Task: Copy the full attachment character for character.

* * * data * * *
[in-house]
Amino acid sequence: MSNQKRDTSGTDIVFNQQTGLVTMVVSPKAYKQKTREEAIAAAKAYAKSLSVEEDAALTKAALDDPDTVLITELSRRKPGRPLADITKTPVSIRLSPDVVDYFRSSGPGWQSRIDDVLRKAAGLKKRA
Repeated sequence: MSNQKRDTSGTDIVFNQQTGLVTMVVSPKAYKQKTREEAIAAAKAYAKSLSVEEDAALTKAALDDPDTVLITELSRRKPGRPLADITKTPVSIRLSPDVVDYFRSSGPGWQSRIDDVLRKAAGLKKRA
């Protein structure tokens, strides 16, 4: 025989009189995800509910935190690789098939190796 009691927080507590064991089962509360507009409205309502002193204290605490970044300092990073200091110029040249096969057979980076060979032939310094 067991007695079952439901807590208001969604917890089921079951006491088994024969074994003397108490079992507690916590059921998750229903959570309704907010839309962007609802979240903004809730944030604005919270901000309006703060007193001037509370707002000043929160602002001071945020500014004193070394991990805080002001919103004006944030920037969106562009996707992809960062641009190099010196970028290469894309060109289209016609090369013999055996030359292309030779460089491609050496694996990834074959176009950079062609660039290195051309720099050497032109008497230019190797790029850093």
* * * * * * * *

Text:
[in-house]
Amino acid sequence: MSNQKRDTSGTDIVFNQQTGLVTMVVSPKAYKQKTREEAIAAAKAYAKSLSVEEDAALTKAALDDPDTVLITELSRRKPGRPLADITKTPVSIRLSPDVVDYFRSSGPGWQSRIDDVLRKAAGLKKRA
Repeated sequence: MSNQKRDTSGTDIVFNQQTGLVTMVVSPKAYKQKTREEAIAAAKAYAKSLSVEEDAALTKAALDDPDTVLITELSRRKPGRPLADITKTPVSIRLSPDVVDYFRSSGPGWQSRIDDVLRKAAGLKKRA
């Protein structure tokens, strides 16, 4: 025989009189995800509910935190690789098939190796 009691927080507590064991089962509360507009409205309502002193204290605490970044300092990073200091110029040249096969057979980076060979032939310094 067991007695079952439901807590208001969604917890089921079951006491088994024969074994003397108490079992507690916590059921998750229903959570309704907010839309962007609802979240903004809730944030604005919270901000309006703060007193001037509370707002000043929160602002001071945020500014004193070394991990805080002001919103004006944030920037969106562009996707992809960062641009190099010196970028290469894309060109289209016609090369013999055996030359292309030779460089491609050496694996990834074959176009950079062609660039290195051309720099050497032109008497230019190797790029850093």